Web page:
News Release — March 27, 2006
Dr. Janine Barchas presents "Technologies of Innovation: The Visual Exuberance of Eighteenth-Century Print Culture"
EVENT: Janine Barchas, associate professor of English at The University of Texas at Austin and author of the award-winning Cambridge study "Graphic Design, Print Culture, and the Eighteenth-Century Novel," addresses the graphic uniformity of eighteenth-century texts published in today's paperbacks and critical editions to ask whether they accurately convey the visual exuberance of the originals.
WHEN: 7 p.m., Thursday, April 6. Theater doors open 30 minutes prior to event.
WHERE: The Harry Ransom Center is on the corner of 21st and Guadalupe streets on The University of Texas at Austin campus.
BACKGROUND: The Ransom Center's current "Technologies of Writing" exhibition, on which Barchas served as a consultant to curators Elizabeth Garver and Kurt Heinzelman, forms an excellent background for Barchas' lecture. Both lecture and exhibit showcases a number of graphically innovative eighteenth-century works. Barchas raises questions about the roles of authors, printers, consumers and booksellers in the "making" of literature as she considers the impact of the rambunctious materiality of eighteenth-century books.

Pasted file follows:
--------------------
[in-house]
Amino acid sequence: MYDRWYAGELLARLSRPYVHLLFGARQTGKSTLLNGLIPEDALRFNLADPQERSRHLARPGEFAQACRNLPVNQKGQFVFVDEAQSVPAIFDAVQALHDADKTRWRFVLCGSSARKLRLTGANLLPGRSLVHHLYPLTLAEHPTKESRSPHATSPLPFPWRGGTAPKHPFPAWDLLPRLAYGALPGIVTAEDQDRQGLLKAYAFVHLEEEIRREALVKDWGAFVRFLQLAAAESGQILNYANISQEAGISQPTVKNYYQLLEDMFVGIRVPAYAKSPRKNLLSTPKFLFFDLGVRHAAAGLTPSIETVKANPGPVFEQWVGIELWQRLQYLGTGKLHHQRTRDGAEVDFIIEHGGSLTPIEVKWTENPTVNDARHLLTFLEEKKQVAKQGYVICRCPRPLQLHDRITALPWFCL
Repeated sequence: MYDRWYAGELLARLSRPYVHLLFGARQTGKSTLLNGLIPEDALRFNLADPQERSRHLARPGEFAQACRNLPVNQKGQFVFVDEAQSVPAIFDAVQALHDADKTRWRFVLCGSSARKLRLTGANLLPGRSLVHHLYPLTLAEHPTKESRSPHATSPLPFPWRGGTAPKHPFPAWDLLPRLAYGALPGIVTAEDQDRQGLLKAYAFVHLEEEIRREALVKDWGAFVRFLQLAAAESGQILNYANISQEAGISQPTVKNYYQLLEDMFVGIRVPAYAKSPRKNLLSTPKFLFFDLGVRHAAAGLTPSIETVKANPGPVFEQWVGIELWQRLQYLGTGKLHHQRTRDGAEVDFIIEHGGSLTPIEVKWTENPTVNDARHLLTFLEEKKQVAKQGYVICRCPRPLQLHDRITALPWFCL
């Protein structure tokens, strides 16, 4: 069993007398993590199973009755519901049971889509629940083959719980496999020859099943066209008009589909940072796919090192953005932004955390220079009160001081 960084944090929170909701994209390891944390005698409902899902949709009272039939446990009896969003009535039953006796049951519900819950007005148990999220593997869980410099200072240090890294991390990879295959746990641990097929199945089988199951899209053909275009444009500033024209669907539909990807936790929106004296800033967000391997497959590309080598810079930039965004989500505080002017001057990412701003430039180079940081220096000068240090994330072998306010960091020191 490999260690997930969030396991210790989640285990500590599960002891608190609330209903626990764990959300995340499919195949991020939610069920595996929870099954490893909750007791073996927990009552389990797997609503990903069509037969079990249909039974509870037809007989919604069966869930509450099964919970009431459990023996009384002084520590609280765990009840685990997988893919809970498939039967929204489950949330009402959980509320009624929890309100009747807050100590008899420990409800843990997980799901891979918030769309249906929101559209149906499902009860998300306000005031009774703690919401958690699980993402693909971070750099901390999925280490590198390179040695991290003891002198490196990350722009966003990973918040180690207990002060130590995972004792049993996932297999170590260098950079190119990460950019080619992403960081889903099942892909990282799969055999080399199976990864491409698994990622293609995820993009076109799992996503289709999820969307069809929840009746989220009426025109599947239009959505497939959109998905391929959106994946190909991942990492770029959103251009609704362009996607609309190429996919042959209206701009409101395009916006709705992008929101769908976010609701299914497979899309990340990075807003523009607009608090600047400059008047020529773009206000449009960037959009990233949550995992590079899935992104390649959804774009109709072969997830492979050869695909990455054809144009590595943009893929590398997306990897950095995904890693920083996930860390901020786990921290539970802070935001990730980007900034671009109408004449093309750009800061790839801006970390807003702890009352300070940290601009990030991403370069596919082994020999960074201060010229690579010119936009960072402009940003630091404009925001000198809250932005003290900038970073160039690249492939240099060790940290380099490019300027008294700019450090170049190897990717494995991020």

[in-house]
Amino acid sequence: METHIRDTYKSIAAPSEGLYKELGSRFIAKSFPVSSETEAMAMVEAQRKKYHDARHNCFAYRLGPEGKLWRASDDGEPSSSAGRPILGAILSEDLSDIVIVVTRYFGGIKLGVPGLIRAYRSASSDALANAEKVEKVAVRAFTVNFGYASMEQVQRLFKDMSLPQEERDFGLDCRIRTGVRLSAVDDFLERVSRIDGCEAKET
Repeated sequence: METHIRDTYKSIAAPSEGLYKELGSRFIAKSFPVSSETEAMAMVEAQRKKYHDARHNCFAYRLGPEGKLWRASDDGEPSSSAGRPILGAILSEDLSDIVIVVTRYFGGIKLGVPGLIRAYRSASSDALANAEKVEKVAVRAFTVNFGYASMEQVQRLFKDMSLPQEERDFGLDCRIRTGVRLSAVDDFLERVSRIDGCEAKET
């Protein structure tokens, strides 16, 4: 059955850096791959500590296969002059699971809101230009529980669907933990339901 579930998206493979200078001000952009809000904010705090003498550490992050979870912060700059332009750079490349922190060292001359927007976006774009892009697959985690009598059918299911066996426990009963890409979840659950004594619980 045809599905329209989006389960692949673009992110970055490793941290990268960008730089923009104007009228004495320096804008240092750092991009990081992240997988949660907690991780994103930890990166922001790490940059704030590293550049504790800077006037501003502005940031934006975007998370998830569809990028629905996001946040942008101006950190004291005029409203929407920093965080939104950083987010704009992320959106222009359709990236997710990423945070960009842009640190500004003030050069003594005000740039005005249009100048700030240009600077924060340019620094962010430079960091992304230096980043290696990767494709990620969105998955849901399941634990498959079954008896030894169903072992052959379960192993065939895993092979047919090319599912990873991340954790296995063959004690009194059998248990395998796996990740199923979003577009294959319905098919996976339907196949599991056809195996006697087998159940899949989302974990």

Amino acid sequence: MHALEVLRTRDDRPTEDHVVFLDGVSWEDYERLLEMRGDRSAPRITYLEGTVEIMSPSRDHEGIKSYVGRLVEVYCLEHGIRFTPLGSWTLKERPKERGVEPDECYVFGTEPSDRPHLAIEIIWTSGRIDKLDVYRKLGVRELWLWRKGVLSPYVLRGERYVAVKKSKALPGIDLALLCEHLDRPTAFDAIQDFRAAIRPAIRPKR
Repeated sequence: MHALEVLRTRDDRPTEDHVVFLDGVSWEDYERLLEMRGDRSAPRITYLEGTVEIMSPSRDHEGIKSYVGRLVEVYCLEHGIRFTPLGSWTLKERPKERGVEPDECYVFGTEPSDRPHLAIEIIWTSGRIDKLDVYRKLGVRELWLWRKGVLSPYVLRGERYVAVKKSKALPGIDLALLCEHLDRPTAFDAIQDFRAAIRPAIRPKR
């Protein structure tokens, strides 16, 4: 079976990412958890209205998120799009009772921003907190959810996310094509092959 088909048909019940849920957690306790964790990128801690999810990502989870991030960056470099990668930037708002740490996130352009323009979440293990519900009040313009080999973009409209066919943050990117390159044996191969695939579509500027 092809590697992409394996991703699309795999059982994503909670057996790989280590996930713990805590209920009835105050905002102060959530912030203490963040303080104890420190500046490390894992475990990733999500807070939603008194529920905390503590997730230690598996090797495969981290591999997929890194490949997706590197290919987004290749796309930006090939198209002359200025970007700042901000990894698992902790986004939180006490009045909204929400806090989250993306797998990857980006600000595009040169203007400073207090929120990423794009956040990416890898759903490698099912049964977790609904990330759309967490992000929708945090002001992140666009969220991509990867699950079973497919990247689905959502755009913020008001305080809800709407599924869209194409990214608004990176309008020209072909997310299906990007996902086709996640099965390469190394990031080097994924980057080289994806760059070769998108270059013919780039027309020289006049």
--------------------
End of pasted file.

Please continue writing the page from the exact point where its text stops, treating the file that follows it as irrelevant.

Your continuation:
The Carl and Lily Pforzheimer Lecture was established to honor the Ransom Center's Carl and Lily Pforzheimer library, acquired in 1986. Carl H. Pforzheimer, a New York investment banker and bibliophile who died in 1947, formed the library from acquisitions he made primarily in the 1920s and 1930s. One of the world's most important collections of English literature, it comprises over 1,100 volumes and about 250 groups of letters and manuscripts that represent the foundations of English culture. Past speakers in the Pforzheimer Lecture series have included Anthony Hobson, author of "Great Libraries," Nicholas Basbanes, author of "A Gentle Madness: Bibliophiles, Bibliomanes, and the Eternal Passion for Books" and Paul Needham, Scheide Librarian at Princeton.